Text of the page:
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Enterprise and Corporate Performance Management (EPM/CPM) – Making It Work

By Gary Cokins

Many organizations are far from where they want and need to be with improving performance, and they apply intuition, rather than fact-based data, when making decisions. Enterprise and corporate performance management (EPM/CPM) is now viewed as the seamless integration of managerial methods such as strategy execution with a strategy map and its companion balanced scorecard (with key performance indicators, KPIs); enterprise risk management (ERM); capacity-sensitive driver-based budgets and rolling financial forecasts; product, service-line, channel, and customer profitability analysis (using activity-based costing [ABC] principles); customer lifetime value (CLV); lean and Six Sigma quality management for operational improvement; and resource capacity planning.

Each method should be embedded with business analytics of all flavors, such as correlation, segmentation, regression and clustering analysis, and especially predictive analytics as a bridge to prescriptive analytics to yield the best (ideally optimal) decisions.

What is the answer for executives who need to expand their focus beyond cost control and toward sustained economic value creation for shareholders and other more long-term strategic directives? EPM/CPM provides managers and employee teams at all levels with the capability to move directly toward the executive team’s defined strategies. Ultimately, an organization’s interest is not just to monitor the KPIs derived from a strategy map and displayed in its associated balanced scorecard, but more importantly it is to move those dials. Scorecards and operational dashboards generate questions. But beyond answering “what happened?” organizations need to know “why did it happen?” and going forward “what could happen?” and ultimately “what is the best choice of my options?”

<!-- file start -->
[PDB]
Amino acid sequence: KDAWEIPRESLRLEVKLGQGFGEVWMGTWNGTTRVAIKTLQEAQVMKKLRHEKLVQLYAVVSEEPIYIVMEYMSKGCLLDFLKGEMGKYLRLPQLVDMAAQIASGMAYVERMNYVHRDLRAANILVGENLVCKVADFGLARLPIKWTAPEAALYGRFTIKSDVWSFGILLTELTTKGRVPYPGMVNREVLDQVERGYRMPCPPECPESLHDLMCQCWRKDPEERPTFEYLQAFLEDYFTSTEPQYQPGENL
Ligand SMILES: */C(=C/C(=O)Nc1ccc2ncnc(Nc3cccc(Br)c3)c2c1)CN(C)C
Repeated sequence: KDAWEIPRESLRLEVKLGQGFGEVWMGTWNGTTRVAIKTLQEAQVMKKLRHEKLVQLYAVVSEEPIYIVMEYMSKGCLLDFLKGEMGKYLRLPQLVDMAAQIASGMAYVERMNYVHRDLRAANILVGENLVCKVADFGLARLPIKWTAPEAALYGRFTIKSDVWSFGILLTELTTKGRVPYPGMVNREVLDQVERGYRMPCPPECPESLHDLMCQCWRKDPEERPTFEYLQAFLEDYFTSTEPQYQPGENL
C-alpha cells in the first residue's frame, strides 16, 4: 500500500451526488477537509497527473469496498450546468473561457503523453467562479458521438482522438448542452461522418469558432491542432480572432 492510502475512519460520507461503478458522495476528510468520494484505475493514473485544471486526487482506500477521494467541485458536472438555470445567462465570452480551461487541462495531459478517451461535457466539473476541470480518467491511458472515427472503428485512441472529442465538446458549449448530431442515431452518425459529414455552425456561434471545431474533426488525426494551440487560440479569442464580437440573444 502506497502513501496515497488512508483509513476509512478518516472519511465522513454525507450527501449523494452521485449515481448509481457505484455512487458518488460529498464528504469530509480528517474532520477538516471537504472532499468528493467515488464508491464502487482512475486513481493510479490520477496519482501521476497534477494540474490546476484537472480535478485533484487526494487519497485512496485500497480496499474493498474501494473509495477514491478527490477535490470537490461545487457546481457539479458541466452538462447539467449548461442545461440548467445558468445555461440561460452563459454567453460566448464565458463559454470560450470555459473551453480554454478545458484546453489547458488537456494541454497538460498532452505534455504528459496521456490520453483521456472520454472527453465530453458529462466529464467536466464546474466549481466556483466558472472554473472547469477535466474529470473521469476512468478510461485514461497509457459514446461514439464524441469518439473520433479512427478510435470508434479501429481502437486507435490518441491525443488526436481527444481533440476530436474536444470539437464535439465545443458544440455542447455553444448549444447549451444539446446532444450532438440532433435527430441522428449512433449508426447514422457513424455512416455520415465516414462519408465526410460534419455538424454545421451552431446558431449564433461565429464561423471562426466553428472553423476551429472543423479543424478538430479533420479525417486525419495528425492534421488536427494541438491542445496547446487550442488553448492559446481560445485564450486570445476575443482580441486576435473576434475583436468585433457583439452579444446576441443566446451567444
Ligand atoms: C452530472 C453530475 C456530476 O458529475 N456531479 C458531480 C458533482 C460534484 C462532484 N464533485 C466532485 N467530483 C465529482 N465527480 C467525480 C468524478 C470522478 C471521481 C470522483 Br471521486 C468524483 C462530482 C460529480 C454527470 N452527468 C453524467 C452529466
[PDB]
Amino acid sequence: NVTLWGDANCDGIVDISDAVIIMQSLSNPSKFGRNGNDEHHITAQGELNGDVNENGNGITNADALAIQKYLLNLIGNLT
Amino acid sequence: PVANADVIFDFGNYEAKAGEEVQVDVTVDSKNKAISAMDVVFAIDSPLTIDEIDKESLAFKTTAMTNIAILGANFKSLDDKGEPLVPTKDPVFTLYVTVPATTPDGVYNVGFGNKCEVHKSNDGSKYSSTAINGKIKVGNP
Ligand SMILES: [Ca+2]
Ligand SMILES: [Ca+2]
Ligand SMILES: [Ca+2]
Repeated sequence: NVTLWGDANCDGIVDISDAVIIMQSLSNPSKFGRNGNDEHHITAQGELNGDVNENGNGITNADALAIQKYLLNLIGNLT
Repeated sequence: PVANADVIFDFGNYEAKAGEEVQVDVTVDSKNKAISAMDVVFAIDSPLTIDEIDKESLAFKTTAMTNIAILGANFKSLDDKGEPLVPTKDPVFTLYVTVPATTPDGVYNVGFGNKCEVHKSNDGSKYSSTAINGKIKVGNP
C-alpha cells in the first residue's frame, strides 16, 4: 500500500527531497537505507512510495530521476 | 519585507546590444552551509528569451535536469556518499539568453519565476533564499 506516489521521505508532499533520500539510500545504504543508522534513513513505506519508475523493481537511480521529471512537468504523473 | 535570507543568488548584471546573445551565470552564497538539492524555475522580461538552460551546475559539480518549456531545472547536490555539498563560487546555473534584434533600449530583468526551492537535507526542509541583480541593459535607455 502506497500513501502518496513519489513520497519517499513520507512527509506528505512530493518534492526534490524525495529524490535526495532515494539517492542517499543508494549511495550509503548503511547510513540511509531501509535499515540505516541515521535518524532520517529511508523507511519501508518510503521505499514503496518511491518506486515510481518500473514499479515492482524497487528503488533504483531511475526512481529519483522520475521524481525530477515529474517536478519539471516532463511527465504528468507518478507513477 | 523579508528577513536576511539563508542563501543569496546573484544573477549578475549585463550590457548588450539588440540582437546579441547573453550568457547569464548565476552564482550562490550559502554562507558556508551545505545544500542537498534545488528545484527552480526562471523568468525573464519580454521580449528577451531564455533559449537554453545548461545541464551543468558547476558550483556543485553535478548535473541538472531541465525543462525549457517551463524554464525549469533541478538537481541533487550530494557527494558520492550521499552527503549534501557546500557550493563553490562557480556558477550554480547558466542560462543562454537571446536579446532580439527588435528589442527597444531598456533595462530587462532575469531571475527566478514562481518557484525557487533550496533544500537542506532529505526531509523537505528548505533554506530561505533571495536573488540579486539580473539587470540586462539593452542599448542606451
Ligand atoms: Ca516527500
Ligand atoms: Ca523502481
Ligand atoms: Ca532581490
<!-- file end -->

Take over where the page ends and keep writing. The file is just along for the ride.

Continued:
EPM/CPM is all about improvement – synchronizing improvement methods to create value for and from customers with the result of economic value creation to stockholders and owners. The scope of EPM/CPM is obviously very broad, which is why EPM/CPM must be viewed at an enterprise-wide level. EPM/CPM helps managers to sense earlier and respond more quickly and effectively to unexpected changes. Why is responding to changes so critical? External forces, including globalization and the Internet, are producing unprecedented uncertainty and volatility. The speed of change makes calendar-based planning and long cycle-time planning with multi-year horizons unsuitable for managing.